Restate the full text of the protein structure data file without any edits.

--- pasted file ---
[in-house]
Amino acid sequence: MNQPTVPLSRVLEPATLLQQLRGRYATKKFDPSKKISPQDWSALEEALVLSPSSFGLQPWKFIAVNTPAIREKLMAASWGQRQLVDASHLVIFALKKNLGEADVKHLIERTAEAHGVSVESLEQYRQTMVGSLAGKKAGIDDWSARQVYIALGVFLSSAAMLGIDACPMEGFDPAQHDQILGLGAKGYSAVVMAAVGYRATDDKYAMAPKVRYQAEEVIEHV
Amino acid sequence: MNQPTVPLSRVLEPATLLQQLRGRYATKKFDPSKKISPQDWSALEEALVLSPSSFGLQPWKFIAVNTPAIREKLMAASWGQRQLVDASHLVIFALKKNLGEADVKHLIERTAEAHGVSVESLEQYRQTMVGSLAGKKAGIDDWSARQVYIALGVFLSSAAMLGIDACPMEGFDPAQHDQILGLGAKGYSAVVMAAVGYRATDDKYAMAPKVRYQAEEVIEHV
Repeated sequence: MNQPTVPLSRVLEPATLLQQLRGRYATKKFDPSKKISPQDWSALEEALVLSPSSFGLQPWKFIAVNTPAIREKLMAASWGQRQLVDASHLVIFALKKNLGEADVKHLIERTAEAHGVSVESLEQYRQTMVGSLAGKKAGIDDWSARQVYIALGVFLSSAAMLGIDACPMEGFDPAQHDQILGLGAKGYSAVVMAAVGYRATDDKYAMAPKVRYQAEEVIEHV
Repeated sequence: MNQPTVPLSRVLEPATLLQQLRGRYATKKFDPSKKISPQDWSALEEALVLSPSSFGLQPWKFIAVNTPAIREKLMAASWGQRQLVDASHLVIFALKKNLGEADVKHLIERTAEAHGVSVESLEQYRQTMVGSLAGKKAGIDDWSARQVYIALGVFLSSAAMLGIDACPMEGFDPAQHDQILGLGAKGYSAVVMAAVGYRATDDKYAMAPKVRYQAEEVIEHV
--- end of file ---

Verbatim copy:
[in-house]
Amino acid sequence: MNQPTVPLSRVLEPATLLQQLRGRYATKKFDPSKKISPQDWSALEEALVLSPSSFGLQPWKFIAVNTPAIREKLMAASWGQRQLVDASHLVIFALKKNLGEADVKHLIERTAEAHGVSVESLEQYRQTMVGSLAGKKAGIDDWSARQVYIALGVFLSSAAMLGIDACPMEGFDPAQHDQILGLGAKGYSAVVMAAVGYRATDDKYAMAPKVRYQAEEVIEHV
Amino acid sequence: MNQPTVPLSRVLEPATLLQQLRGRYATKKFDPSKKISPQDWSALEEALVLSPSSFGLQPWKFIAVNTPAIREKLMAASWGQRQLVDASHLVIFALKKNLGEADVKHLIERTAEAHGVSVESLEQYRQTMVGSLAGKKAGIDDWSARQVYIALGVFLSSAAMLGIDACPMEGFDPAQHDQILGLGAKGYSAVVMAAVGYRATDDKYAMAPKVRYQAEEVIEHV
Repeated sequence: MNQPTVPLSRVLEPATLLQQLRGRYATKKFDPSKKISPQDWSALEEALVLSPSSFGLQPWKFIAVNTPAIREKLMAASWGQRQLVDASHLVIFALKKNLGEADVKHLIERTAEAHGVSVESLEQYRQTMVGSLAGKKAGIDDWSARQVYIALGVFLSSAAMLGIDACPMEGFDPAQHDQILGLGAKGYSAVVMAAVGYRATDDKYAMAPKVRYQAEEVIEHV
Repeated sequence: MNQPTVPLSRVLEPATLLQQLRGRYATKKFDPSKKISPQDWSALEEALVLSPSSFGLQPWKFIAVNTPAIREKLMAASWGQRQLVDASHLVIFALKKNLGEADVKHLIERTAEAHGVSVESLEQYRQTMVGSLAGKKAGIDDWSARQVYIALGVFLSSAAMLGIDACPMEGFDPAQHDQILGLGAKGYSAVVMAAVGYRATDDKYAMAPKVRYQAEEVIEHV